So far, we have been learning about sequences. Today, we will take this further to learn about series. But before I do that, let me show the answers to the questions I posted yesterday.

1) 131072/5 2) 6 3) 12

Now to series. What exactly is a series? No, it is not a series of books, but rather it is the sum of all the terms in a sequences. The series of an infinite arithmetic sequence, such as 1, 2, 3…, is impossible to calculate, but it is always possible to find the series of a finite sequence. One simple but time-consuming way to solve for the series is to simply add up the terms one by one. But this doesn’t make math beautiful; in fact, it makes it seem clumsy. Rather, however, in certain types of sequences there are beautiful formulas that can be used to calculate a series.

Mathematician Carl Gauss was the first one to find a formula for an arithmetic series. Legend says that in his second grade class, he and his class was given the problem 1+2+3…+98+99+100=?. This is essentially just finding the series of the arithmetic sequence 1,2,3….98,99,100. While all his classmates were trying to solve this problem the stupid way, genius Gauss solved it in three seconds. How? Well, let’s think about it. If we took a_{1 }which is 1 and summed up it with the last term, 100, we get 101. If we took the second term 2 and added it up to the second to last number 98 we also get 101. We can keep on adding the terms like this, until we approach to the very center. By the time we do that, we will have 50 101s. So, to get the total sum do 50 (101)=5050. Wala, this is the series!

So, from here, we can assume a basic formula for an arithmetic series, which is given a is a term and n is the number of terms and d is the constant difference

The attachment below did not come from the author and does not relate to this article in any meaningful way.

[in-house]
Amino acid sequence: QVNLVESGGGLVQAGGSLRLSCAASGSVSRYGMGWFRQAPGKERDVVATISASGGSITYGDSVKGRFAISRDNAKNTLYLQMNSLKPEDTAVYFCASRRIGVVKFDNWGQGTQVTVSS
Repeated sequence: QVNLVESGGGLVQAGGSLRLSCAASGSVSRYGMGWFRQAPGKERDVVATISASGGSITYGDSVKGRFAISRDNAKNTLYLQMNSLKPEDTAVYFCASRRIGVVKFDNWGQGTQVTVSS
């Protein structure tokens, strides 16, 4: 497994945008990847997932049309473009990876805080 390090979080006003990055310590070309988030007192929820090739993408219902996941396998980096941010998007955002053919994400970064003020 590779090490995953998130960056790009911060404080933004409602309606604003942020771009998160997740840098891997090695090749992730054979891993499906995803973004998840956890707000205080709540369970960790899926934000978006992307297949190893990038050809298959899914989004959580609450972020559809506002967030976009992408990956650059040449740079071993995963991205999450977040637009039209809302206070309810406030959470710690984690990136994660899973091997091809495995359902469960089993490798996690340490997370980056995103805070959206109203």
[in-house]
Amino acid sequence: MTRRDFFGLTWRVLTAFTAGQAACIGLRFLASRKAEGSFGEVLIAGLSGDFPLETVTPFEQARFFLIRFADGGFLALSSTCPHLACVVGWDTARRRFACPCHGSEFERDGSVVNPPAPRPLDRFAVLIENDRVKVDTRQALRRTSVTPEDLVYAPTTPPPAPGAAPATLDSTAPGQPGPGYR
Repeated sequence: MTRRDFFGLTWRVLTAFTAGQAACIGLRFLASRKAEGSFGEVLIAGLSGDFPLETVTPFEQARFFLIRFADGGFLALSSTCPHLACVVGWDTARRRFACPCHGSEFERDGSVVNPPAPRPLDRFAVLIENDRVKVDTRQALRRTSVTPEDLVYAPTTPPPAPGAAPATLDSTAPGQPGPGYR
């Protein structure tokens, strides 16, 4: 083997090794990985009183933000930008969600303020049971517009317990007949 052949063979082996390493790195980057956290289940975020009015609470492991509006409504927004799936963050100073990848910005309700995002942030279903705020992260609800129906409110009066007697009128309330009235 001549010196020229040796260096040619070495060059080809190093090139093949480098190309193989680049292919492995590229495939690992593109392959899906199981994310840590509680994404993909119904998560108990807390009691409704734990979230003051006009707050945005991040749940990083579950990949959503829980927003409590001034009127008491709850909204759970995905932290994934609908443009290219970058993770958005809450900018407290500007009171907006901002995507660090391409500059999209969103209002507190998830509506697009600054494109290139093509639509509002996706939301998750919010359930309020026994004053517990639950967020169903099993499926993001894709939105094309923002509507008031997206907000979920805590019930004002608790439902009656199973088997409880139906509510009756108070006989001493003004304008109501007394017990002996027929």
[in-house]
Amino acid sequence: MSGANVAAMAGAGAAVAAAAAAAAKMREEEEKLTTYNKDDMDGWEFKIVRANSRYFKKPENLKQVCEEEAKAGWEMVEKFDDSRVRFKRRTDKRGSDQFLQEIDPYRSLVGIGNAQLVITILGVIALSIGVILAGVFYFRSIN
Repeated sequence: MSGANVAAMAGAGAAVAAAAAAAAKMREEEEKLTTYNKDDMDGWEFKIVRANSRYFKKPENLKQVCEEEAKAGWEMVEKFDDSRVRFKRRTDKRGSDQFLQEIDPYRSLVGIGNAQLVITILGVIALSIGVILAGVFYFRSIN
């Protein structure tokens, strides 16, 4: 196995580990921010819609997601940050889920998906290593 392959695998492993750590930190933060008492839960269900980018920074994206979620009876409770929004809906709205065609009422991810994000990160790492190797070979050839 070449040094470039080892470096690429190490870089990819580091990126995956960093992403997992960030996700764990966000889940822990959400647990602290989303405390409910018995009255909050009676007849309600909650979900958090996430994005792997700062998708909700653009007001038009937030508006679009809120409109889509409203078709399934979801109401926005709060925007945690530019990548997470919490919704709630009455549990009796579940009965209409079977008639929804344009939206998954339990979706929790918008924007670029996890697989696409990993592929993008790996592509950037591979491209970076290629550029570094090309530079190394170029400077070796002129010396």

This formula happens to not only work for even number of terms but also for odd number of terms.

Well, that was the formula for an arithmetic series. How about a geometric series? Well, from our work with sequences, we know that a general geometric series would be:

a+a*r+a*r^2+…+a*r^(k-2)+a*r^(k-1) for k terms. Let this equal S or series. The next terms would be a*r^k, so if we add it to both sides:

a + a *r + a* r^2 +…+ a* r^(k−2) + a* r^(k−1) + a* r^k = S + a* r^k (Now move a to the other side)

a *r + a* r^2 +…+ a* r^(k−2) + a* r^(k−1) + a* r^k = S + a* r^k – a (Now factor an r at the left side)

r (a + a* r +…+ a* r^(k−3) + a* r^(k−2) + a* r^(k−1))= S + a* r^k − a [Now notice that the sum within the parentheses is equal to S, so..]

r*S= S + a* r^k − a [Now simply solve for S using algebra to get…]

Magic! This is the formula for the geometric finite series. How about geometric infinite series? Well, it turns out the only type of infinite series you can solve are infinite geometric whose terms’ absolute value keep on going lower and lower. One example would be the series of the sequence 1/2. 1/4. 1/8…. Here, the sequence approaches 0 but never meets it. However, to use the previous formula to solve this kind of series, you should substitue (1-r^n) with 0, thus the formula being a/(1-r).

Well, that’s it for series. If you want to know more, I suggest more research on y0ur own. For my next post, I will perhaps talk and discuss about a short story that I will introduce tomorrow.